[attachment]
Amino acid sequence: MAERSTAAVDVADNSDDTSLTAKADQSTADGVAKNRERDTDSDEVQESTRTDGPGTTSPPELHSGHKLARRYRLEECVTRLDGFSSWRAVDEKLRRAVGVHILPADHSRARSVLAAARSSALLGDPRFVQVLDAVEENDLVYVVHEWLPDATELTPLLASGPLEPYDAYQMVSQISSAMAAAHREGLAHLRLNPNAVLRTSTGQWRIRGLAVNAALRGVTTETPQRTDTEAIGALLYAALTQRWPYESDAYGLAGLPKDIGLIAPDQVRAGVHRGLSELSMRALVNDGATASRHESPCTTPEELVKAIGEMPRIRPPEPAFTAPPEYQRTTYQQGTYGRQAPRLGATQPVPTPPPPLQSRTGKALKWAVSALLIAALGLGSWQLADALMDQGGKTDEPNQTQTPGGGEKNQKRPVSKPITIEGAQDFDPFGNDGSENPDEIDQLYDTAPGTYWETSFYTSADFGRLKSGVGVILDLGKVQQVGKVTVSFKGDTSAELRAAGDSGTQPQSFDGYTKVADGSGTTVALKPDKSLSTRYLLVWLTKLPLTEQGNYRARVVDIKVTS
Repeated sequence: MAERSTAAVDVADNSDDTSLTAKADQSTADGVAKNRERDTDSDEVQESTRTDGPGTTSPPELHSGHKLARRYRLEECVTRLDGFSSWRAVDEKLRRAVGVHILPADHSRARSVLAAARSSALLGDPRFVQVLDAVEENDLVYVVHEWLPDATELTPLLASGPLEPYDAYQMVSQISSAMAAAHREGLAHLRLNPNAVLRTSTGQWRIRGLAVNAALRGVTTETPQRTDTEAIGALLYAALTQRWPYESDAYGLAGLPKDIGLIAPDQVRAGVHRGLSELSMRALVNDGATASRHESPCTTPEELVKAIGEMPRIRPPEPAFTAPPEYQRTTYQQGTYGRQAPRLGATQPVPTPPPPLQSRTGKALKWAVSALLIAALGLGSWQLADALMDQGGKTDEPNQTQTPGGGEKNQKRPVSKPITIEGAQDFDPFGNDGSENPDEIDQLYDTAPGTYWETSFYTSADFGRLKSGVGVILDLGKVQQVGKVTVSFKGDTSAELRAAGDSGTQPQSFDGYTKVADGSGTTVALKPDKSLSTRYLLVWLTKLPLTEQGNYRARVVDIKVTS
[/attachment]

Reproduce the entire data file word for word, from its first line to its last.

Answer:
Amino acid sequence: MAERSTAAVDVADNSDDTSLTAKADQSTADGVAKNRERDTDSDEVQESTRTDGPGTTSPPELHSGHKLARRYRLEECVTRLDGFSSWRAVDEKLRRAVGVHILPADHSRARSVLAAARSSALLGDPRFVQVLDAVEENDLVYVVHEWLPDATELTPLLASGPLEPYDAYQMVSQISSAMAAAHREGLAHLRLNPNAVLRTSTGQWRIRGLAVNAALRGVTTETPQRTDTEAIGALLYAALTQRWPYESDAYGLAGLPKDIGLIAPDQVRAGVHRGLSELSMRALVNDGATASRHESPCTTPEELVKAIGEMPRIRPPEPAFTAPPEYQRTTYQQGTYGRQAPRLGATQPVPTPPPPLQSRTGKALKWAVSALLIAALGLGSWQLADALMDQGGKTDEPNQTQTPGGGEKNQKRPVSKPITIEGAQDFDPFGNDGSENPDEIDQLYDTAPGTYWETSFYTSADFGRLKSGVGVILDLGKVQQVGKVTVSFKGDTSAELRAAGDSGTQPQSFDGYTKVADGSGTTVALKPDKSLSTRYLLVWLTKLPLTEQGNYRARVVDIKVTS
Repeated sequence: MAERSTAAVDVADNSDDTSLTAKADQSTADGVAKNRERDTDSDEVQESTRTDGPGTTSPPELHSGHKLARRYRLEECVTRLDGFSSWRAVDEKLRRAVGVHILPADHSRARSVLAAARSSALLGDPRFVQVLDAVEENDLVYVVHEWLPDATELTPLLASGPLEPYDAYQMVSQISSAMAAAHREGLAHLRLNPNAVLRTSTGQWRIRGLAVNAALRGVTTETPQRTDTEAIGALLYAALTQRWPYESDAYGLAGLPKDIGLIAPDQVRAGVHRGLSELSMRALVNDGATASRHESPCTTPEELVKAIGEMPRIRPPEPAFTAPPEYQRTTYQQGTYGRQAPRLGATQPVPTPPPPLQSRTGKALKWAVSALLIAALGLGSWQLADALMDQGGKTDEPNQTQTPGGGEKNQKRPVSKPITIEGAQDFDPFGNDGSENPDEIDQLYDTAPGTYWETSFYTSADFGRLKSGVGVILDLGKVQQVGKVTVSFKGDTSAELRAAGDSGTQPQSFDGYTKVADGSGTTVALKPDKSLSTRYLLVWLTKLPLTEQGNYRARVVDIKVTS